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Iranian elite units rumored to be in Syria to advise Assad

Iranian elite units rumored to be in Syria to advise Assad
The elite special unit of Iran's Revolutionary Guards is in Syria to advise on non-military matters, but could get involved militarily if Damascus is attacked from the outside, General Mohammad Ali Jafari has reportedly confirmed.

­The commander of Iran's Revolutionary Guards said that the Quds Force is present in Syria and Lebanon, but only to provide "counsel."

"A number of Quds Force members are present in Syria and Lebanon… we provide [these countries] with counsel and advice, and transfer experience to them. But it does not mean that we have a military presence there," Iranian news agency ISNA quoted Jafari as saying.

The question of military involvement in Syrian affairs will “depend on the circumstances… I say specifically that if Syria came under military attack, Iran would also give military support,” he said.

Jafari did not indicate how many members of the elite unit were present in Syria.

Some media outlets have denied that Jafari gave the statement. A source in the Quds told Al Arabiya that the reports were “fictional and absolutely untrue,” stressing that the Revolutionary Guard does not interfere in the internal affairs of any country.

The Islamic Republic has supported Syrian President Bashar al-Assad since the crisis began last year, and sees his rule as a key support center in countering the policies of the US, Israel and regional Sunni Arab states.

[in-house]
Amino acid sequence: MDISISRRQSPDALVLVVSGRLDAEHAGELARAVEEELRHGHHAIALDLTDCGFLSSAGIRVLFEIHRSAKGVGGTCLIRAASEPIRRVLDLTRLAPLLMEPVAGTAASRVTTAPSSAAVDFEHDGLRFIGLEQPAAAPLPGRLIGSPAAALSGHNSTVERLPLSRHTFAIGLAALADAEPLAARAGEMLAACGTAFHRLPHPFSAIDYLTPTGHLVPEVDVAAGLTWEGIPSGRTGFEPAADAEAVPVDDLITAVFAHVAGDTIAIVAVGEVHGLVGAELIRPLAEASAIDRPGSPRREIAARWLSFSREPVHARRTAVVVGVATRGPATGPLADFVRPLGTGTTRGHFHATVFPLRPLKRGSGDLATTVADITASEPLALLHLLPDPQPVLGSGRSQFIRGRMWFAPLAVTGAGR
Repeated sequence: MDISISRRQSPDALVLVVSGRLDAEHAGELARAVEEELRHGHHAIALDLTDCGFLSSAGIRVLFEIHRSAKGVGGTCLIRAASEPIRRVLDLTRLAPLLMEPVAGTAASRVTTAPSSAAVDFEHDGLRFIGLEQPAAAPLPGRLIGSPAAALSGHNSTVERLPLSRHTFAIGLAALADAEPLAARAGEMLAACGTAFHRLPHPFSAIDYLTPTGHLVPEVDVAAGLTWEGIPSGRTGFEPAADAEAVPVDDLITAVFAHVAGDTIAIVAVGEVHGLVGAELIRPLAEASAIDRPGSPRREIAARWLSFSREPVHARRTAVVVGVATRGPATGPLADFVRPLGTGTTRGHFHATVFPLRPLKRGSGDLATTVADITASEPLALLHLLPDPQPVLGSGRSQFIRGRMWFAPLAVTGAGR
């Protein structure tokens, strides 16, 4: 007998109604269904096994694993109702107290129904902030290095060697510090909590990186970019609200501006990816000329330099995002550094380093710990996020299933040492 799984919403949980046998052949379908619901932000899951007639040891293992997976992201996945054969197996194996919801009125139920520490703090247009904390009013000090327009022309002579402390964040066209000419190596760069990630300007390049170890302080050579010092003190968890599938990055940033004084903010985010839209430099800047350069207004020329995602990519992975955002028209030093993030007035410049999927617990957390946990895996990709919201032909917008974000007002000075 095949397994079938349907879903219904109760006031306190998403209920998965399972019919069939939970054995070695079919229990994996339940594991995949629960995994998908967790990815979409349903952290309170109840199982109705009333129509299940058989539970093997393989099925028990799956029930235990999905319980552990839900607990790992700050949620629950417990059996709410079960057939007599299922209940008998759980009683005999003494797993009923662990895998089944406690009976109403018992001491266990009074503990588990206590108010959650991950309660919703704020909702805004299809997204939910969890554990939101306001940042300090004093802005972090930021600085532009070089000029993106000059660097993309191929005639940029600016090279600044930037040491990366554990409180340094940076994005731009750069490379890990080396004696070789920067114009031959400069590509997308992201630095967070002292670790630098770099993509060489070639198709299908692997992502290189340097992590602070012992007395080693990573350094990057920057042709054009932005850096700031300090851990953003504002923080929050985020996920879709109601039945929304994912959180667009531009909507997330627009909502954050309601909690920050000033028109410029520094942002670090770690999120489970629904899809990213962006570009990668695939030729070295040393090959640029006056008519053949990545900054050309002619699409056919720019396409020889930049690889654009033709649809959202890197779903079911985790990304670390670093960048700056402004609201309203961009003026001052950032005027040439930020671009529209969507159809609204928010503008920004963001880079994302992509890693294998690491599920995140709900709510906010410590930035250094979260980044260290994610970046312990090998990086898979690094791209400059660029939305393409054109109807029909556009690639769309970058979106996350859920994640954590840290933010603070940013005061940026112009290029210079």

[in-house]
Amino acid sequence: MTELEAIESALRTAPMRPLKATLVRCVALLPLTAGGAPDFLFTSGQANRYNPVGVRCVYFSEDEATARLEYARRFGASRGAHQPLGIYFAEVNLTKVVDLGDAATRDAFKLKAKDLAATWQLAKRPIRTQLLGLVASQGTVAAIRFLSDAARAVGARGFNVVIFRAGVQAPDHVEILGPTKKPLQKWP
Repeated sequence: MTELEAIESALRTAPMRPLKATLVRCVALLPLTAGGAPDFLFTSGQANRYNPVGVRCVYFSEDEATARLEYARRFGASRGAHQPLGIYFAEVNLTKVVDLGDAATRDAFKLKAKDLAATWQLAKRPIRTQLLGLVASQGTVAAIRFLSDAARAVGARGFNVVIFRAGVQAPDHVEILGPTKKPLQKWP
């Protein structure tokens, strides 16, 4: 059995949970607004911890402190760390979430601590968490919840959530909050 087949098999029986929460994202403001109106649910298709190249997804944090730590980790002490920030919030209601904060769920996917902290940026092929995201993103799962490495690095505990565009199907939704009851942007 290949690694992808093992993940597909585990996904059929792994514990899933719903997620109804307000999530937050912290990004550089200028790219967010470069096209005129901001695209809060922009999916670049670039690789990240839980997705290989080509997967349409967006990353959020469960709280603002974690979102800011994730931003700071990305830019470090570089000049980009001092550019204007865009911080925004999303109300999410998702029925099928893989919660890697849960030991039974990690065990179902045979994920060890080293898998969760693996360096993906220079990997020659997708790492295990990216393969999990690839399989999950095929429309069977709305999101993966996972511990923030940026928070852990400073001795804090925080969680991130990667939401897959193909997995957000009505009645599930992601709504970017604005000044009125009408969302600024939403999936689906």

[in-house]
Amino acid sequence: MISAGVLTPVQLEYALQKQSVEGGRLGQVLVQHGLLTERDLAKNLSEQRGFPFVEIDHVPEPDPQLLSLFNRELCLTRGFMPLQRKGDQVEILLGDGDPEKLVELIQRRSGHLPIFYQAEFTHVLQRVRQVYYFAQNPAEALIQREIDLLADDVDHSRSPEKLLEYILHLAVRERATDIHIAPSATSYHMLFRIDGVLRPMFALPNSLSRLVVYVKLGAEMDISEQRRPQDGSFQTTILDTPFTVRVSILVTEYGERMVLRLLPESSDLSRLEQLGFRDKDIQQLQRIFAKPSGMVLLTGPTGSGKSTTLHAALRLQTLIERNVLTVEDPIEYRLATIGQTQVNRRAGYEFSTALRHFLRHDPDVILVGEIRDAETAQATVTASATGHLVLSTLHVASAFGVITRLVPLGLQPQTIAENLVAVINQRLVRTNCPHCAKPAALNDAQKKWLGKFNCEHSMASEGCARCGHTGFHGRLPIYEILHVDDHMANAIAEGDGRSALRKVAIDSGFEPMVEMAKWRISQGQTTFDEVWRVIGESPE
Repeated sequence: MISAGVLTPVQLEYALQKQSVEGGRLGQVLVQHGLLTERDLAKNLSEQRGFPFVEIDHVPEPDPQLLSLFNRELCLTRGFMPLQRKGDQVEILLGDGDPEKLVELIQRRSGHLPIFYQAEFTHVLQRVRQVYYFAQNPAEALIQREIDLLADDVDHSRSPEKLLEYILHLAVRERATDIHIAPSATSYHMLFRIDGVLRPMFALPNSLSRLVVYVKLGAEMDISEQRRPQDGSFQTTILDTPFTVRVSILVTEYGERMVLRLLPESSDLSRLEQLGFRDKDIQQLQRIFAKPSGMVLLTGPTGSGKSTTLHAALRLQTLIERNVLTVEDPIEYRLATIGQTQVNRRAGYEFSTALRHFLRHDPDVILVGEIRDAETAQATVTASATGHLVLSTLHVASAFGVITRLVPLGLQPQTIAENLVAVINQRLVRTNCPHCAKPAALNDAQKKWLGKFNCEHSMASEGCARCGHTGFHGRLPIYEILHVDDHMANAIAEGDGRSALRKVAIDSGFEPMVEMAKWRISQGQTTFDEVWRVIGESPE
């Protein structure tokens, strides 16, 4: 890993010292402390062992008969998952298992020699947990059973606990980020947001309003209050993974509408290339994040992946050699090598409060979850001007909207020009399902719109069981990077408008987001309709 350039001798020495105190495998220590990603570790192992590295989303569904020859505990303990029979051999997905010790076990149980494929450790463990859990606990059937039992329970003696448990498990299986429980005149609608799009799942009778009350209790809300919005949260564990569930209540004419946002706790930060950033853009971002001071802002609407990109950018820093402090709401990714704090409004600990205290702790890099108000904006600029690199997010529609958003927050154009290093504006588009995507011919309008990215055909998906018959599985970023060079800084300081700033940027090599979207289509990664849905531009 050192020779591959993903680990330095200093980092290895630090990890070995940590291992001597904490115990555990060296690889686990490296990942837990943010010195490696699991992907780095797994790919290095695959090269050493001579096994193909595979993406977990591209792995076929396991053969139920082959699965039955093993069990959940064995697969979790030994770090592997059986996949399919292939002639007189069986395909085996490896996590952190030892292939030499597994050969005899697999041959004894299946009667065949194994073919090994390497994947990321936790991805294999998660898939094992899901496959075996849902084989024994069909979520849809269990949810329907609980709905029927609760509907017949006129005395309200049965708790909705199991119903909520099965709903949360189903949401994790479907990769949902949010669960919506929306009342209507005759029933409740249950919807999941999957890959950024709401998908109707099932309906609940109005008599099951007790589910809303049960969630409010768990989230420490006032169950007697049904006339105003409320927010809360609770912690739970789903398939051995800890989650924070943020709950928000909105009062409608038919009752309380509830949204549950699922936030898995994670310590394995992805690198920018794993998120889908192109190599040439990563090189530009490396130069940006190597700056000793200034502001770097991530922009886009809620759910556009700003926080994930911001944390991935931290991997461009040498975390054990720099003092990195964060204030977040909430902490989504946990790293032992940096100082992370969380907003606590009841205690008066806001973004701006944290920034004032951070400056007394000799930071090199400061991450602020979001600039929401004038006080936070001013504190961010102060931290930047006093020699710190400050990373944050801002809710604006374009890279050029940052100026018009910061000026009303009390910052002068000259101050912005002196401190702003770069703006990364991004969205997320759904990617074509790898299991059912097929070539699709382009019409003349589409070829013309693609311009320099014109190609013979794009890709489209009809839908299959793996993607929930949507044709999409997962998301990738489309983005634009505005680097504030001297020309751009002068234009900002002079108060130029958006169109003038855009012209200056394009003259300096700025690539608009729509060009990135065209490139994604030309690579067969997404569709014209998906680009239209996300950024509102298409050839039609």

There have also been speculations that a number of Western and Gulf states have elite units on the ground in Syria to train and support the rebels’ cause in fighting government forces.

Meanwhile, Iraq's fugitive vice president, sentenced to death for allegedly running death squads, has claimed that Iraq is “becoming an Iranian corridor” to support Assad’s regime. “It is not only the airspace,” he told Reuters. “It is thousands of militia now inside Syria.”

However, a senior adviser to Iraqi Prime Minister Nuri al-Maliki rejected the accusations, saying “that Iraq will not allow any state to use its airspace to transport arms to Syria.”

Clashes have meanwhile intensified in Syria as government troops fight with the rebels in the cities of Damascus, Aleppo, Daraa, Hama and Homs. Some report the use of aerial bombardments and heavy artillery.

On Sunday, state media reported that the Syrian army had eliminated all armed insurgents in the Midan district of Aleppo, while scores of other armed men were killed in the Fardous district. SANA also reported that at least eight civilians have been killed and 25 others injured in a separate incident after a bomb exploded in Daraa.

The latest violence comes as the new school term starts in Syria, with the UN saying that over 2,000 schools have been damaged and hundreds more are being used as temporary shelters.

Eighteen months into the crisis, international action is at a stalemate, with Russia and China fearing a repeat of the Libya scenario as the West, the Gulf Arab states and Turkey call for Assad's removal from power without considering potential crimes committed by the Syrian insurgency.